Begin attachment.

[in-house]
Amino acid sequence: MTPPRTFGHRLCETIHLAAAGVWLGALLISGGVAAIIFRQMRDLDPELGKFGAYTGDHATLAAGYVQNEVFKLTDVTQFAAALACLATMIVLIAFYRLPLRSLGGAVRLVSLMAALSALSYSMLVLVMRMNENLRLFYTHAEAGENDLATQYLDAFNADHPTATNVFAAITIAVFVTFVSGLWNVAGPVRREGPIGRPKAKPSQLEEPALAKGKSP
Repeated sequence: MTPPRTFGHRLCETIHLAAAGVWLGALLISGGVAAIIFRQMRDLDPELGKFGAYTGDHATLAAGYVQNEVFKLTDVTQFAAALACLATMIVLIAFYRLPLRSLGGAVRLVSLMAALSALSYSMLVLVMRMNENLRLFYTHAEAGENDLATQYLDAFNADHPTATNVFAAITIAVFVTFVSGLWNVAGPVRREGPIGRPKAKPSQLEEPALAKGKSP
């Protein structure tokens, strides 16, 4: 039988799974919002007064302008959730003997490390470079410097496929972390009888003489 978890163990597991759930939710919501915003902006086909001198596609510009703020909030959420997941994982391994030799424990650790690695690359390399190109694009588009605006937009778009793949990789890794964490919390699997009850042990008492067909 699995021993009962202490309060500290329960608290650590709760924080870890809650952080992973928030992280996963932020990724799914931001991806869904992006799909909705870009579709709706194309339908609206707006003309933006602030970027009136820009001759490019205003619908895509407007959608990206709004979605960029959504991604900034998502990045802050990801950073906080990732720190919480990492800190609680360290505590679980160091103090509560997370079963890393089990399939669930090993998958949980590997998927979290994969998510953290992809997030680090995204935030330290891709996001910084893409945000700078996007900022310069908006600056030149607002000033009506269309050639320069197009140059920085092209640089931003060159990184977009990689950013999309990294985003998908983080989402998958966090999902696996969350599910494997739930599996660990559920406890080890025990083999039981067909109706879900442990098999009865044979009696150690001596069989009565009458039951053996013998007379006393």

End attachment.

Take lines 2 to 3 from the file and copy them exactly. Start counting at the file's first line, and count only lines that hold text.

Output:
Amino acid sequence: MTPPRTFGHRLCETIHLAAAGVWLGALLISGGVAAIIFRQMRDLDPELGKFGAYTGDHATLAAGYVQNEVFKLTDVTQFAAALACLATMIVLIAFYRLPLRSLGGAVRLVSLMAALSALSYSMLVLVMRMNENLRLFYTHAEAGENDLATQYLDAFNADHPTATNVFAAITIAVFVTFVSGLWNVAGPVRREGPIGRPKAKPSQLEEPALAKGKSP
Repeated sequence: MTPPRTFGHRLCETIHLAAAGVWLGALLISGGVAAIIFRQMRDLDPELGKFGAYTGDHATLAAGYVQNEVFKLTDVTQFAAALACLATMIVLIAFYRLPLRSLGGAVRLVSLMAALSALSYSMLVLVMRMNENLRLFYTHAEAGENDLATQYLDAFNADHPTATNVFAAITIAVFVTFVSGLWNVAGPVRREGPIGRPKAKPSQLEEPALAKGKSP